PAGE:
Mid War Spanish Additions (cont.3)

Mid War Spanish Additions (cont.3)

Two battalions of Regimiento de Toledo in the uniform dated to 1811-13. I liked this uniform so much that I wanted to paint up two units in it rather than one. I think you’ll agree that it is a belting combination of colours.

Now, caveat emptor, there is a fudge with these figures: The modern plates I have of the uniform all show tight pantaloons with short gaiters over the top (possibly all copied from the same original source). My figures are wearing trousers because it would be to much work (and possibly beyond my skill level) to file down all of those lower legs to make their trousers look like tight pantaloons with gaiters over the top. However, I’m not the only gamer who has this regiment in trousers: JJ has some too and you can see them on his excellent blog, here. Believe me, if it’s close enough for JJ, it’s close enough for me!

Although a bit blurry, this photo shows the two extra stands of skirmishers that come with each unit, making each unit 28 figures strong. 

All are based on MDF stands, 45mm square and round, 2mm thick. Round bases by Warbases
Both Toledo flags are by Adolfo Ramos.

Here is the thing though. Most of these figures had to be converted because Front Rank don’t make this figure with shoulder straps, let alone tufted shoulder straps, or a pompom. Furthermore, the casting comes in a simple coatee without lapels.

This how they come from Front Rank (randomly one with moustache, one without).

The conversion: 

First I removed the row of buttons that ran centrally up the front of the coatee with a scalpel. Lapels and new buttons could be painted on later without further modelling.

The pompoms were made out of modelling putty (Milliput). I found the best way to get them all the same size was to roll out the putty into a thread about 2mm thick and cut it into small (equally long) lengths – I did this by eye and it worked pretty well. I rolled each length into a ball between thumb and forefinger before dropping them onto a tile to cure. When they were hard, I glued them to the top of the shako with a two part epoxy glue (Araldite). I put a small dab of this at the front of the shako with a large pin (a wire spear) and then placed the pompom on top with tweezers: The glue is viscous enough to hold the pompom in place until the glue cures. Initially I had sought to use superglue for this job but, this was really fiddly and the balls stuck to the tweezers more often than the shako – I soon gave up and went with the Araldite instead.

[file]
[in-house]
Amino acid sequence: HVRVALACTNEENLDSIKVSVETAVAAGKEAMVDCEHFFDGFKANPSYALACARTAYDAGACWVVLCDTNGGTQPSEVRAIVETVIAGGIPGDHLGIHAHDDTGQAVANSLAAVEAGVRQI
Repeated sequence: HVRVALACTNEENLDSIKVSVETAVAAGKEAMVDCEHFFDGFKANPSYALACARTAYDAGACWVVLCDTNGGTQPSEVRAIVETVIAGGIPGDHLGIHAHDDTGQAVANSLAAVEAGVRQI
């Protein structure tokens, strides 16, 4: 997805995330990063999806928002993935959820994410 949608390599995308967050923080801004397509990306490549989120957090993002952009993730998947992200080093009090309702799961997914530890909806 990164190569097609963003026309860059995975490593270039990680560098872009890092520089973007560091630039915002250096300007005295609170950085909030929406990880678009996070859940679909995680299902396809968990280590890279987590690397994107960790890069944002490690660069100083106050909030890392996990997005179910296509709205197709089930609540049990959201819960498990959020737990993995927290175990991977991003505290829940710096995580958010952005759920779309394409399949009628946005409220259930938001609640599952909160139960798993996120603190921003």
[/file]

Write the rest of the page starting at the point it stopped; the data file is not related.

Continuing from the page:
The real work came doing the tufted shoulder straps. I did the figures in small batches (about six figures each) because the whole process needs to be done using soft modelling putty (Milliput). First I rolled out a thin thread, perhaps slightly more than 1mm in diameter and cut it into lengths that were a little longer than I wanted the strap to be. I placed the thread of putty in position on the shoulder then flattened it onto the figure with the flat of a wet scalpel blade; then, using the scalpel, I trimmed it to the correct size and shape – note that you need to leave room for the tuft. Next, using a a length of putty thread that was the thickness I wanted the tuft to be, I placed short lengths crosswise at the end of each strap lightly pressing the two together so that they lightly stuck, then I trimmed the tuft at either end to the right length. When cured, I put a bead of superglue onto a tin lid and, using a pin to pick up a small amount, traced the glue under the tuft where it met the shoulder to secure it more firmly.

Following this, before undercoating, I painted the straps and tufts by hand using some gloss enamel paint to bind the lot together even further – gloss paint is almost as good as glue and you can get a consistent coat over the lot to seal everything in. Belt and braces every time!

Then it was just a matter of painting them. 

I really like everything about these boys and it was a pleasure doing them. Brown wouldn’t be every one’s choice of coat colour but in combination with the other colours I think it looks splendid.

So there we have it. two battalions of Regimiento de Toledo.

Next up, Regimento de Leales de Fernando VII in their uniform of 1810.

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Autor: JAMES ROACH / Olicanalad’s Games

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